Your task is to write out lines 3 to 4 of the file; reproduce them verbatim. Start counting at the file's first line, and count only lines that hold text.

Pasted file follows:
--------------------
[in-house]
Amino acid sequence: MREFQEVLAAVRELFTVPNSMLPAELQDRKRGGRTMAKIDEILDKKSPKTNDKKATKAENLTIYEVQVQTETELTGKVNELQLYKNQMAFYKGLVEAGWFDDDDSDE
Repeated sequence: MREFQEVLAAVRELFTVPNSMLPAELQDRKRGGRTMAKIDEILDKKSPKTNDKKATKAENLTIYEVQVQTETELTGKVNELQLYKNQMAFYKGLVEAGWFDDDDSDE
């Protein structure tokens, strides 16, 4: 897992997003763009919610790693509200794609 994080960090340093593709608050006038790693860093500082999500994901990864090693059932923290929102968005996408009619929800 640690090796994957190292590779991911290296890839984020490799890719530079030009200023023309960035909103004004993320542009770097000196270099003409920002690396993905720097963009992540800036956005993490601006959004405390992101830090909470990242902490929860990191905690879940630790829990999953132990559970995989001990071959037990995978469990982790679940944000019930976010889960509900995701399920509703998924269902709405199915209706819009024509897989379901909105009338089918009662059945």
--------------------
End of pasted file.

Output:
Repeated sequence: MREFQEVLAAVRELFTVPNSMLPAELQDRKRGGRTMAKIDEILDKKSPKTNDKKATKAENLTIYEVQVQTETELTGKVNELQLYKNQMAFYKGLVEAGWFDDDDSDE
């Protein structure tokens, strides 16, 4: 897992997003763009919610790693509200794609 994080960090340093593709608050006038790693860093500082999500994901990864090693059932923290929102968005996408009619929800 640690090796994957190292590779991911290296890839984020490799890719530079030009200023023309960035909103004004993320542009770097000196270099003409920002690396993905720097963009992540800036956005993490601006959004405390992101830090909470990242902490929860990191905690879940630790829990999953132990559970995989001990071959037990995978469990982790679940944000019930976010889960509900995701399920509703998924269902709405199915209706819009024509897989379901909105009338089918009662059945």